By Michelle Ule
Christmas may be 89 days away, but the publishers are busy releasing historical Christmas novella
I know. My stories are featuring in two of them.
But what makes novellas so popular at Christmas time?
The busyness of the season, perhaps--people don't have time to delve into a long novel when there are gifts to buy, trees to decorate, children to pacify and a host of church activities calling their names.
The novella collections I've written for (five) take about an hour to read--or, as I like to point out, about as long as it takes you to sip your way through a warm holiday beverage.
Some people like the variety of stories found in novella collections, just as they did in the 20th century when short story magazines were popular.
The collections generally revolve around a theme--sometimes loosely. My A Log Cabin Christmas Collection included nine stories that included romance, log cabins and Christmas.
Reading short stories or novellas aimed at the Christmas season have been a long-standing tradition, reaching back to Charles Dickens' 1843 The Christmas Carol. (Reading it aloud to audiences was one of Dickens' most successful "lectures." People wept every year!)
Many people are familiar with O. Henry's 1905 classic, The Gift of the Magi, with it's classic twist at the end.
And children run into the concept with The Best Christmas Pageant Ever, which has been a favorite of elementary school teachers for at least a decade.
2015 has a healthy crop of collections, ranging from the traditional A Pioneer Christmas Collection rerelease, to a longer three-author book called The Basket Brigade--three stories of women who worked during the Civil War to make sure soldiers headed home would get sympathy and something delicious to eat when the train stopped in Decatur, Illinois.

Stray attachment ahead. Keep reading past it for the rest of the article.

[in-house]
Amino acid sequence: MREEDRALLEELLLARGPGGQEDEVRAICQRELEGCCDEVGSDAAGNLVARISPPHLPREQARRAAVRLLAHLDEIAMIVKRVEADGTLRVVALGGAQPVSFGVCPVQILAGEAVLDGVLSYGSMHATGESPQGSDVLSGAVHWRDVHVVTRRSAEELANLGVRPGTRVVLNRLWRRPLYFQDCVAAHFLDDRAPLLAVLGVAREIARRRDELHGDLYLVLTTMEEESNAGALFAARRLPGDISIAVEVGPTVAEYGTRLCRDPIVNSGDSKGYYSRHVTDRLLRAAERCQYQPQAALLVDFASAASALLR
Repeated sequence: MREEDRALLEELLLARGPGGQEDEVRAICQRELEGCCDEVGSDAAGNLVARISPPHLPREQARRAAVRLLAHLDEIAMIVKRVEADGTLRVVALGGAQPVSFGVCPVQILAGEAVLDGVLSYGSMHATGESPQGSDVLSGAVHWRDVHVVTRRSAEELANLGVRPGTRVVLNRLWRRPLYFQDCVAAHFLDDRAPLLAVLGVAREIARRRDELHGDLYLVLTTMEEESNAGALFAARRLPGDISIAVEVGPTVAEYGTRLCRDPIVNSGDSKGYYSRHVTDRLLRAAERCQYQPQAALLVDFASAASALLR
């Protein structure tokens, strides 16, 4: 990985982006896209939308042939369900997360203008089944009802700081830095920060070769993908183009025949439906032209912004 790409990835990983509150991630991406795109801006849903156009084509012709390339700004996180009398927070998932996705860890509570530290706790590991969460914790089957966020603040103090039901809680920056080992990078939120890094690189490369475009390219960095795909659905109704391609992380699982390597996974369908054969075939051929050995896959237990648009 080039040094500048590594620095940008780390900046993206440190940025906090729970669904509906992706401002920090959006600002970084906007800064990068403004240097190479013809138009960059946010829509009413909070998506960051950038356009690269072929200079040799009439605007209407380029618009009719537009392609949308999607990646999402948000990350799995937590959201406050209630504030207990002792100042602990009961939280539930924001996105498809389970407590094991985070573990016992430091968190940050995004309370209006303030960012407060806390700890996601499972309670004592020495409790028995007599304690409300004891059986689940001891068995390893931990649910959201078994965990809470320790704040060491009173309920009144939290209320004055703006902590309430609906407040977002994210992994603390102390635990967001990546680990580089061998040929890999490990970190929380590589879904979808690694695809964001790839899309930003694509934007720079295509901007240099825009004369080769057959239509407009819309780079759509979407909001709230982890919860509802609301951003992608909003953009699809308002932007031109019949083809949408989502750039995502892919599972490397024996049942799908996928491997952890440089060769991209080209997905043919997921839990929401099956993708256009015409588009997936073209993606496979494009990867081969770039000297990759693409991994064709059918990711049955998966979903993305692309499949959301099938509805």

Last year, Barbour Publishing tried a different method of sharing novellas, with The 12 Brides of Christmas Collection. In 2014, one ebook was released each week during the twelve weeks leading up to December 25. Readers were invited to collect them all.
The stories were only 3/4 as long as the traditional novellas, and in 2015 have been collected into one book--an actual volume, rather than pixels. These stories take place across the prairielands of the United States and are, like the Twelve Days of Christmas song, hinged around a specific gift.
Cynthia Ruchti's first Christmas novella releases next week and is called An Endless Christmas.
A number of best-selling authors pen a Christmas tale each year. Debbie Macomber, for one, has been writing them since 1986. This years title? Dashing Through the Snow.
Anne Perry has been writing a Victorian-era Christmas story since 2003. This year's is called A Christmas Escape, and she wrote a pair of Victorian Christmas mysteries called Anne Perry's Merry Mysteries.
Goodreads has extensive lists of Christmas novellas, contemporary, historical, modern. It's a good place to start for ideas.
Interested in Christmas Cozy mysteries? Try this list.
It's hot out here in California as I type this on the first day of fall, and it's hard to imagine winter. But come December, Christmas novellas can help readers find a time away from the hustle and bustle, without having to travel, physically, very far from home.
Suggestions for 2015 Christmas novella reading. Click to Tweet
What attracts readers to Christmas novellas? Click to Tweet
What's your favorite Christmas novella?
The authors of The 12 Brides of Christmas are sponsoring a Goodreads Giveaway starting today. If you're interested in a 544 page book with twelve stories, click on the link!